"My husband and I purchased our own rings," she tells me. "We both have enough income that we wanted to get what we wanted. We didn't want to be disappointed, or resentful in the least. So, I'm as happy as I can be about my ring. The diamond appears to be the size of a crab apple. "A lot of people are doing that now." She says the ring symbolizes what they can achieve together. "It's really a statement about our place in society," she says. "We are in the upper-tier--unapologetically so." She asks me why I am doing this, and I tell her. "Buy her something nice," she says. "Don't scrimp on the most important day in a woman's life." I ask her why a wedding is any more important than any other day. "It just is," she says. "I'm not a sociologist."

Today Helen is supposed to meet me at our Metro station. We have reservations at a new Malaysian restaurant. I get off the train and wait for her by the turnstiles. I like the sense of anticipation, watching the mass of random faces, and looking for Helen in the hodge-podge of people. Each face is different, each personality unique. A woman blows her nose. A man wears a straw hat. A short man slips his fingers through a hole in his girlfriend's hose. He wears a wedding band, and she doesn't. Then Helen emerges out of the mass, the personality and face that has come to love me. At that moment I do love her. Then my heart sinks-maybe it's just the love of familiarity.

Yet, the harried society in which we live is propped up by the slightest of supports. One hundred years ago I would have worked in a factory. A hundred years before that I would have dug ditches. Our society has lost its sense of context. So now I enter data and crunch numbers--what the difference? It's no more honest or noble than digging ditches. I see these government bureaucrats wearing slick Armani-style suits, and I want to "accidentally" spill coffee on them, just to show them they don't live in the future. This isn't utopia. This isn't a dream.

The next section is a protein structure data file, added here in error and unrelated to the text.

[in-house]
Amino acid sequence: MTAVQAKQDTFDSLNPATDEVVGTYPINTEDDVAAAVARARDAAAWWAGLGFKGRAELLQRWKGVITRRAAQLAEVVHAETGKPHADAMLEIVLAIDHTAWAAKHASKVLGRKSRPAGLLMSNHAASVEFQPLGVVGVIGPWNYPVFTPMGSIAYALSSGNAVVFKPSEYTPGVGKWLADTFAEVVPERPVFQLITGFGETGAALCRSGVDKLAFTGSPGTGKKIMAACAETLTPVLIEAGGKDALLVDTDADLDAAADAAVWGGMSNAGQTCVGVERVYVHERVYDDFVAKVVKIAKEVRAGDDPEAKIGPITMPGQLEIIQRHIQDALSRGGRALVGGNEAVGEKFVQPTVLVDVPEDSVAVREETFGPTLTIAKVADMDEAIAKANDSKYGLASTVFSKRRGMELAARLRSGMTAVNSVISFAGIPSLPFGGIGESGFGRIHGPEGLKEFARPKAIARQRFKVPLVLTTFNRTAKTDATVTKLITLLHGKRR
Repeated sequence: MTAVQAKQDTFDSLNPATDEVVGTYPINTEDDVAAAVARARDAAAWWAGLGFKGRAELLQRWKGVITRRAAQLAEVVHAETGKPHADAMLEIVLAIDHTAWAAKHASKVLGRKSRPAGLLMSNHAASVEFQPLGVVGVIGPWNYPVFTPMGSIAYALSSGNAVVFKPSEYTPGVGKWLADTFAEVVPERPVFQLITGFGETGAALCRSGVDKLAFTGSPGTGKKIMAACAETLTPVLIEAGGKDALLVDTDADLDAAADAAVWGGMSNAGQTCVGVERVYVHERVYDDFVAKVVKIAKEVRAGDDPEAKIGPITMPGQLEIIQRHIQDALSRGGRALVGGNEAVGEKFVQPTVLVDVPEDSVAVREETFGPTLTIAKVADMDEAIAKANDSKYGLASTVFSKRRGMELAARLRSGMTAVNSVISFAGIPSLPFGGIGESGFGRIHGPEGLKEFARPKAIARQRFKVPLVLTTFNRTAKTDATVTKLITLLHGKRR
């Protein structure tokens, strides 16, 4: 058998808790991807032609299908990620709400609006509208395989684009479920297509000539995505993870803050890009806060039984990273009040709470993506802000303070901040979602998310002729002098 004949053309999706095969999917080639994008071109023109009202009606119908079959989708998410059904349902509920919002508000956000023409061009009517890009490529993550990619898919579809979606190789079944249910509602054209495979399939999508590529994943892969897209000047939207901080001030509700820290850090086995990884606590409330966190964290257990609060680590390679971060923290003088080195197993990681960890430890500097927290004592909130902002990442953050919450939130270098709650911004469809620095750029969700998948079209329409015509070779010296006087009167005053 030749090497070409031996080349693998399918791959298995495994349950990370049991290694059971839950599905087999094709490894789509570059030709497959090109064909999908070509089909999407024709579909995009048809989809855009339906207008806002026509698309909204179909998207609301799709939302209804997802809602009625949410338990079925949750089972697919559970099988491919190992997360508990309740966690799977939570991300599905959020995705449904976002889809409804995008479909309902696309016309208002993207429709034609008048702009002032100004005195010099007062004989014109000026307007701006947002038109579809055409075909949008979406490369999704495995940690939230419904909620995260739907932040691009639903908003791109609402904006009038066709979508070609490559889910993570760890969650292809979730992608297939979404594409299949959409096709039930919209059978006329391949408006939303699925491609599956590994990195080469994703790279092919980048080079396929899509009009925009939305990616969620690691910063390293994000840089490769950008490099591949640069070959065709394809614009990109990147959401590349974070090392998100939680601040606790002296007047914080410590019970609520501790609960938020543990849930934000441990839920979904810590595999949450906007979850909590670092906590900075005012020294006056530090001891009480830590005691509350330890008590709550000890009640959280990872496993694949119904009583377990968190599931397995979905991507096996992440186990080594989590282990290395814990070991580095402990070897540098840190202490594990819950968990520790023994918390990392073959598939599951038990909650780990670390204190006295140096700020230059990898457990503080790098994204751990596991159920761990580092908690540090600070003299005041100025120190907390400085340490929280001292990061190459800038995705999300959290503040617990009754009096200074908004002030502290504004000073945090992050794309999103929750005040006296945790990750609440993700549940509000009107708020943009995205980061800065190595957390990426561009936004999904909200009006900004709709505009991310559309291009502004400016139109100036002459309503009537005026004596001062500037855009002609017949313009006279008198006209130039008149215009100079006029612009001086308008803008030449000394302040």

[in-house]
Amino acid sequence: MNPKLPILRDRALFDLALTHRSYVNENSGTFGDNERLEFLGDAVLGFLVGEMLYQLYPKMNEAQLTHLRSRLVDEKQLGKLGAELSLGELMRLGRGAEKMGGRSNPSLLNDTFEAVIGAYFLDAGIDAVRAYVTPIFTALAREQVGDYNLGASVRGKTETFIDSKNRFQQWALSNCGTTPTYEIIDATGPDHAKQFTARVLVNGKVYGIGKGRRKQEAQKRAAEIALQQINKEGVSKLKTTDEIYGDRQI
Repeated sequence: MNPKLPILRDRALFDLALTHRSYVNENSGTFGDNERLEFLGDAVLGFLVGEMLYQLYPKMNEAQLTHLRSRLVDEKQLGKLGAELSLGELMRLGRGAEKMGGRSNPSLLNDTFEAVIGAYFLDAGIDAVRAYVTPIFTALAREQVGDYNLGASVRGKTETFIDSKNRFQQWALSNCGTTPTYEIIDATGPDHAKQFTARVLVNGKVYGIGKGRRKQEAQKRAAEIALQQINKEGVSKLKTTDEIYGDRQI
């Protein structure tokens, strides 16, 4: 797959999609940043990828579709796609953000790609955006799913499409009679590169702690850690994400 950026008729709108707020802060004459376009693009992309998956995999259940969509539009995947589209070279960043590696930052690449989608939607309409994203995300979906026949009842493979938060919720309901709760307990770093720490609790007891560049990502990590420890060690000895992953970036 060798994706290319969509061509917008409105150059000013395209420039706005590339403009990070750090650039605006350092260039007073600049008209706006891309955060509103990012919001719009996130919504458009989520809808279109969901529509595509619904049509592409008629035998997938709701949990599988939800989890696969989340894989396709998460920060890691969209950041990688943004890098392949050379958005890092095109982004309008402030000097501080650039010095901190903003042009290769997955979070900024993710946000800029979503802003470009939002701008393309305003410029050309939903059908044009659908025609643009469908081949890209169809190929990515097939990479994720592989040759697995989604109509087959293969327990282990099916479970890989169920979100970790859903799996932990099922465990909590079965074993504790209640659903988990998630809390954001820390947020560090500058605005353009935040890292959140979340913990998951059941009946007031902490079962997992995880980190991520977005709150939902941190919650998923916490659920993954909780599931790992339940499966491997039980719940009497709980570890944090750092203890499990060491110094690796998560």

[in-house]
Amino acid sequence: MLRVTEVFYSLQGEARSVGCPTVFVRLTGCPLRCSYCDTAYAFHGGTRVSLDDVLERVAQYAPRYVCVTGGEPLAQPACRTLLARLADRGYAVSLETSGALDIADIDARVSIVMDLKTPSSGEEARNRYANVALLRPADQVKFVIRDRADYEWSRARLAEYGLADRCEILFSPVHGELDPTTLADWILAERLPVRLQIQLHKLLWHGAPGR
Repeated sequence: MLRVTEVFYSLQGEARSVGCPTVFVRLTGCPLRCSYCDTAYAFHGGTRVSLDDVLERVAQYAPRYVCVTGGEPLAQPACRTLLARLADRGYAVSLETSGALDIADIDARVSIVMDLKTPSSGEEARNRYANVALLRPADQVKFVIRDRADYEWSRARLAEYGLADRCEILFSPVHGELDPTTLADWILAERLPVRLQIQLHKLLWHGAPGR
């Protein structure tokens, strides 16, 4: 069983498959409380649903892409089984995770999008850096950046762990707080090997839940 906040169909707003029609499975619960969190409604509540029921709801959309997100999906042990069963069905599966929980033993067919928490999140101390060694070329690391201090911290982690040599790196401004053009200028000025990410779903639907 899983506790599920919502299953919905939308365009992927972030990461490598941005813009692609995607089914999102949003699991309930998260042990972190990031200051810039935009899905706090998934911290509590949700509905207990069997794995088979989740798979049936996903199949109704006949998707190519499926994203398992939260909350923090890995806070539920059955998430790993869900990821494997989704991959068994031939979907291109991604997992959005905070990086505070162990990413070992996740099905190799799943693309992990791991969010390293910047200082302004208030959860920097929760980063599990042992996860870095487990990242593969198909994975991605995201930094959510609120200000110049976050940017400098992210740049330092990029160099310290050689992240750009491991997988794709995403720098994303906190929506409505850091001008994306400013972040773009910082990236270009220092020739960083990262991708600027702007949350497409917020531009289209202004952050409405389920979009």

I wonder if Helen and I shouldn't drop out of corporate society and become ditch diggers, live in a hovel dug out of a hillside without obligations and demands-a spare, albeit gritty existence. If she's such a good person, she should want to live a simple life with simple furnishings, and a ditch for a toilet. If Helen were such a good person, she wouldn't lead me into an ambush.

I decide to purposefully buy a forged wedding ring. I want some part-the supposedly most important part-of our ceremony to be to a sham. I want to acknowledge the fine line that keeps our reality from destruction. Moreover, I want to hedge my bets, but not by banging a stripper at some clammy bachelor party (a fleeting hedge). I want to have a seed of our own destruction already planted, so that if Helen leaves me after a year of marriage I can point to her ring and say, "Well, I always knew this wasn't going to work; even your ring is a fake." I want to know that part of my relationship with Helen is a fraud, to be reminded of the artificial nature of our marriage (and every marriage) every time I sit down with her to eat dinner, every time we are holding hands, every time we are driving on some romantic get-away. I want a reminder that things can go wrong, just in case they do.

However, actually purchasing a good forgery is more difficult than I expect. I spend hours hunting down a good paste-maker on the computer. Good thing I work for the government (seemingly I could be hatching plans to blow up the Sears Tower and nobody would know). I e-mail forgers all over the company, and after weeks the cream rises. A guy named Jakob Trollinger tells me he can make me the perfect fake diamond ring for eight hundred.

Nobody will ever suspect, he says. He doesn't use synthetic GE diamonds, but zircon and clear quartz topped with a diamond coating. This way, he tells me, "If your wife tries the light test, or the bits of paper test, it should still pass. It will still cut glass."